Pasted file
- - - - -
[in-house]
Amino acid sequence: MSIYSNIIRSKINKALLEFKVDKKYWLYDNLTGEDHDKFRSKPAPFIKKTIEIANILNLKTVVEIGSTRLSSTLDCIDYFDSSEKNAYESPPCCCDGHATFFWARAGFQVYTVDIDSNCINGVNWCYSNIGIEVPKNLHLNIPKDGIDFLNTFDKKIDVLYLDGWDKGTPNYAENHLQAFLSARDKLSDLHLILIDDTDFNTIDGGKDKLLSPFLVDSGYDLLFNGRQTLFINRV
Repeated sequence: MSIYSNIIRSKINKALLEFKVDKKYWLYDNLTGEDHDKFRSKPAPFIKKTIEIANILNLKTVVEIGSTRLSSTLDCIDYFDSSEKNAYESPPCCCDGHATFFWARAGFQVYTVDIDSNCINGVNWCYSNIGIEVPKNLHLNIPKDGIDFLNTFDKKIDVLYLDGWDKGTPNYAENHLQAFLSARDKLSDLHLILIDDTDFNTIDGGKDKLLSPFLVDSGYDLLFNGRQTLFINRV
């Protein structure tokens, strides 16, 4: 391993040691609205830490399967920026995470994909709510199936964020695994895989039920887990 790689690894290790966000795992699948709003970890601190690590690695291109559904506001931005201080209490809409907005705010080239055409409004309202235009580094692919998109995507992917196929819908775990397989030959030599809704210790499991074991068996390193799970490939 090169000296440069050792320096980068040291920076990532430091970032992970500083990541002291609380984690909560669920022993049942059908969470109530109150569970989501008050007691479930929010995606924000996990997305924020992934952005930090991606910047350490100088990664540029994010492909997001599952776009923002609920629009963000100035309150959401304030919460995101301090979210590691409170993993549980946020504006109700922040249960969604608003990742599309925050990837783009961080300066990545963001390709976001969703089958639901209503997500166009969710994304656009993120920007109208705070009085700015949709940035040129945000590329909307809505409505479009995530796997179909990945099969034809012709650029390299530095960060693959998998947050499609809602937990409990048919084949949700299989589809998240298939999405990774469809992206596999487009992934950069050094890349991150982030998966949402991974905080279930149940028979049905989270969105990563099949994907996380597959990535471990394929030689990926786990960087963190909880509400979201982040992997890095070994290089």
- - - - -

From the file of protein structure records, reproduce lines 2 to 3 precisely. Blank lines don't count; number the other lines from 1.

Amino acid sequence: MSIYSNIIRSKINKALLEFKVDKKYWLYDNLTGEDHDKFRSKPAPFIKKTIEIANILNLKTVVEIGSTRLSSTLDCIDYFDSSEKNAYESPPCCCDGHATFFWARAGFQVYTVDIDSNCINGVNWCYSNIGIEVPKNLHLNIPKDGIDFLNTFDKKIDVLYLDGWDKGTPNYAENHLQAFLSARDKLSDLHLILIDDTDFNTIDGGKDKLLSPFLVDSGYDLLFNGRQTLFINRV
Repeated sequence: MSIYSNIIRSKINKALLEFKVDKKYWLYDNLTGEDHDKFRSKPAPFIKKTIEIANILNLKTVVEIGSTRLSSTLDCIDYFDSSEKNAYESPPCCCDGHATFFWARAGFQVYTVDIDSNCINGVNWCYSNIGIEVPKNLHLNIPKDGIDFLNTFDKKIDVLYLDGWDKGTPNYAENHLQAFLSARDKLSDLHLILIDDTDFNTIDGGKDKLLSPFLVDSGYDLLFNGRQTLFINRV